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Pace of ETF Growth to Persist in 2021

March 29, 2021 4 min 13 sec
David Stephenson
CIBC Asset Management
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David Stephenson, director, ETF strategy and development, CIBC Asset Management.

So, what are some of the ETF trends to watch in 2021?

First of all, 2020 was a record year in the ETF industry with about $41 billion in flows. ETF flows have really been accelerating the last few years, and the trend is continuing into 2021 with about $13 billion in flows through the third week of March.

Overall, ETF assets are now close to $280 billion, up from $257 billion at the end of 2020.

I would say three trends that continue to play out are: number one, the continued growth of active ETFs; two, the rise of thematic ETFs overall; but number three, specifically the interesting growth in ESG ETFs. So, active ETFs, thematic ETFs and ESG.

One of the major stories in 2021 has been the continued growth of thematic ETFs, which had their best year of flows in 2020 and has remained strong into 2021. This should continue as ETFs are becoming the de facto vehicle to tap into long-term changes in various sectors and demographics. Disruptive technologies and ESG are two to highlight.

Rather than buying a single stock like Cisco Systems, for example, to capitalize on cybersecurity, or Oracle for cloud computing, you can buy an ETF instead and hold a diversified basket of securities to invest in that theme. Investors just need to be comfortable with what they own and have proper allocations in their portfolios.

ESG is another area I expect to grow significantly in the years ahead, as investor portfolio allocations increase. ESG has seen massive flows globally and is accelerating here in Canada as ETF assets are now over $7 billion. Government policies around the world will provide a tailwind for future growth, and product innovation will continue — not only in broad-based ETF strategies but narrower exposures for focusing on just the E, or environment, like clean energy, or S, social impact, being examples.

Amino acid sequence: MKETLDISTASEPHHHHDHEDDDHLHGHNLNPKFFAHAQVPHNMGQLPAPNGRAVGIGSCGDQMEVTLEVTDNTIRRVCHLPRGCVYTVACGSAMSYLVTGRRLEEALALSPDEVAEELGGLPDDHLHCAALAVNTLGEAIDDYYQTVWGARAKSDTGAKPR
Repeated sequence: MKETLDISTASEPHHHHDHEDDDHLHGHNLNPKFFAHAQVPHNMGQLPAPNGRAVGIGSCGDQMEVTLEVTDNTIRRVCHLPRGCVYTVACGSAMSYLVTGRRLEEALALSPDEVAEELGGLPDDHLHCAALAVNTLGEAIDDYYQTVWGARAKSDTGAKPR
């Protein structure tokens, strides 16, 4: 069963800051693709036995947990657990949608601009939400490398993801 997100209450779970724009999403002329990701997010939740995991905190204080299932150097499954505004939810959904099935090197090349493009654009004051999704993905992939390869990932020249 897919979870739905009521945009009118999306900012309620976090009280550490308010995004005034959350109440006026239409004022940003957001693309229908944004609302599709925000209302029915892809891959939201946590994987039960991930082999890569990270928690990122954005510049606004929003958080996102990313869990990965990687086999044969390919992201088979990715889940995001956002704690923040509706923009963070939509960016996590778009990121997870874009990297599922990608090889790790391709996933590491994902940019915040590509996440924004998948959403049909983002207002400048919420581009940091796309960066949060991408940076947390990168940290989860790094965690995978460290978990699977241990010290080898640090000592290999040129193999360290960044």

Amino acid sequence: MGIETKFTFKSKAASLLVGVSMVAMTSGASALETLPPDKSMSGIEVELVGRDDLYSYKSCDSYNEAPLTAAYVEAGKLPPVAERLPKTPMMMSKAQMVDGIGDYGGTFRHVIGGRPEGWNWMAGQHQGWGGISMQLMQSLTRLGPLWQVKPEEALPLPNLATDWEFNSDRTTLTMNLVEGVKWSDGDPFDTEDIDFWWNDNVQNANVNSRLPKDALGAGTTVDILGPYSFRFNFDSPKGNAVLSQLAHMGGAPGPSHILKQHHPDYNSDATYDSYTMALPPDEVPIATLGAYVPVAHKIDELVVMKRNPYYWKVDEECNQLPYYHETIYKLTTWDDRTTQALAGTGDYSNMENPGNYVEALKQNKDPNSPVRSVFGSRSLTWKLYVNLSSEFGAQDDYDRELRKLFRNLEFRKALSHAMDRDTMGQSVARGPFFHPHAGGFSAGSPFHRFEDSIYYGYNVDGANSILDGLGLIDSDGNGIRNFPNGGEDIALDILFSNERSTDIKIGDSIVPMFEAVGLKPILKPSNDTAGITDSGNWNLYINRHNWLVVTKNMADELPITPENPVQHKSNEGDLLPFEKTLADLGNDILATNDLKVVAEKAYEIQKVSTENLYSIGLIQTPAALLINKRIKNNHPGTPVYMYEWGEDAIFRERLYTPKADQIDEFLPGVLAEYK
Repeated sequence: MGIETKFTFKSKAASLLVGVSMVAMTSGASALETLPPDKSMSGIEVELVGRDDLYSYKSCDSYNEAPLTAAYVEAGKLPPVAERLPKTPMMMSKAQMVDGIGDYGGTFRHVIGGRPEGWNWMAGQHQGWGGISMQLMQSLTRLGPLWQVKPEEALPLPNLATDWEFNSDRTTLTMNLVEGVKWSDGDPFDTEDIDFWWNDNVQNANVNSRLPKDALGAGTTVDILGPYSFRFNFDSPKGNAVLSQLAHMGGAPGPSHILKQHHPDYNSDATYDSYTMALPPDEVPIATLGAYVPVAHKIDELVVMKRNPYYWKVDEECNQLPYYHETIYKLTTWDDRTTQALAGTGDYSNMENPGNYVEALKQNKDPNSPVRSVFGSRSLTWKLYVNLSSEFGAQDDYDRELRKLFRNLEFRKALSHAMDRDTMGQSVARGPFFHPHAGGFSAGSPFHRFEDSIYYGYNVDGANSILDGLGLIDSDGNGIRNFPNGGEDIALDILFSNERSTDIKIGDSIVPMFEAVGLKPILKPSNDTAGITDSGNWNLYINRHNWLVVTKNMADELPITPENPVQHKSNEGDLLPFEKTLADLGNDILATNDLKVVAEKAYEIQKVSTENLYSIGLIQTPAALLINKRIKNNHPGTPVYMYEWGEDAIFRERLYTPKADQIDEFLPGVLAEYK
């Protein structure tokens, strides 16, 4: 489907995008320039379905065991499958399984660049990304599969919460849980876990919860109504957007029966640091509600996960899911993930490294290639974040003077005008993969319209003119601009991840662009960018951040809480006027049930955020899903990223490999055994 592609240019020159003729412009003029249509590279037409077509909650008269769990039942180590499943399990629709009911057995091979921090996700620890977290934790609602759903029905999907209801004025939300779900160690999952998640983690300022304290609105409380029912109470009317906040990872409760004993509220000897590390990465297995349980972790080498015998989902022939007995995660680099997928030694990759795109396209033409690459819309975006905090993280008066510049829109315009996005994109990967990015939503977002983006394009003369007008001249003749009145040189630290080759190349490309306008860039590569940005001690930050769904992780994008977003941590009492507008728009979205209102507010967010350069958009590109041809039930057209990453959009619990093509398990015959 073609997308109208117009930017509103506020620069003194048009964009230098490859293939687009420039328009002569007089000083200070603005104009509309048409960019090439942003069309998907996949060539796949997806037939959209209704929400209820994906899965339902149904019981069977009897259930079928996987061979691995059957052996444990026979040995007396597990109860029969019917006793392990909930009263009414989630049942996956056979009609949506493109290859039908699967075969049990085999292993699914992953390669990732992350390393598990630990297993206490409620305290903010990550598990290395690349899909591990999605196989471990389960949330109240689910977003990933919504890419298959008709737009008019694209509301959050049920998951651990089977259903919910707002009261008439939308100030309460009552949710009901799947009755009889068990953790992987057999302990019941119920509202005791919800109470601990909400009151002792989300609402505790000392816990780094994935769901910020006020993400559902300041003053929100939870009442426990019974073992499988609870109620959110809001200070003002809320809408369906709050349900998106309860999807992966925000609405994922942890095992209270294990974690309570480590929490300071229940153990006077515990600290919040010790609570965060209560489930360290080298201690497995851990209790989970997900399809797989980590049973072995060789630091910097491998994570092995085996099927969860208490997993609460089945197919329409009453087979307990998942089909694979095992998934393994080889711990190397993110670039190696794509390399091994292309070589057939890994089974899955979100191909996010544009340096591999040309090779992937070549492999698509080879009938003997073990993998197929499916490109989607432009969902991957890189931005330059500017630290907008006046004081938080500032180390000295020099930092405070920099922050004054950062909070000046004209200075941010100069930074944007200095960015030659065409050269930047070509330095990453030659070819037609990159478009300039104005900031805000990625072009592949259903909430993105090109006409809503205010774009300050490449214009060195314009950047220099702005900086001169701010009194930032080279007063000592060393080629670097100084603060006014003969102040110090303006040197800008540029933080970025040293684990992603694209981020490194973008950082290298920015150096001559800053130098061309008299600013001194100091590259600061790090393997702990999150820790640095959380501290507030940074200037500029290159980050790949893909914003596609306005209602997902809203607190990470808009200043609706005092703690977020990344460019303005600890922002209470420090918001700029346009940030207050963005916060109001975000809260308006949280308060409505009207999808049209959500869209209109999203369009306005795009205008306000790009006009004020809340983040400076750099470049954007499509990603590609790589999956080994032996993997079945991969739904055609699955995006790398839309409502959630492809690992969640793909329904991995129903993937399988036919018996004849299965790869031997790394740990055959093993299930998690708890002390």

What can investors expect long term? The ETF industry’s best days still lie ahead. The industry has been growing 20%-plus compound over the last 10 years, and I don’t see that growth rate slowing down. In fact, if you just compound that historical rate over the next five years, ETFs would be over $500 billion plus. So clearly lots of growth still lies ahead.

Next, I will discuss ETFs targeting specific themes and sectors. Canada has historically been one of the most innovative ETF markets globally. One only needs to look at launching the first fixed-income ETFs, leading in active ETFs and now even having Bitcoin ETFs as well, which it has been clear that there has been pent-up demand within an ETF structure.

On the fixed-income side, it has been a challenging year for bonds, as yields have risen significantly across the yield curves in both Canada and the U.S. as investors price in stronger economic growth as economies open up and has led to higher inflation expectations.

In Canada, yields have increased across the curve from six basis points in the two-year bond to over 80 basis points in the 30-year government of Canada. As a result, most bond exposures have been negative year-to-date, with higher duration long-term bonds performing the worst. Having said this, bonds should still be core holdings for most investors as they provide ballast to portfolios when equities decline, and diversification.

Although future returns for fixed income will be more challenging, the product depth in the ETF industry and choice allow investors to easily adjust allocations and take advantage of market opportunities, such as floating-rate notes that adjust to higher rates, go-anywhere flexible fixed-income mandates that can move tactically as opportunities present themselves or even corporate bonds for investors looking for higher yields.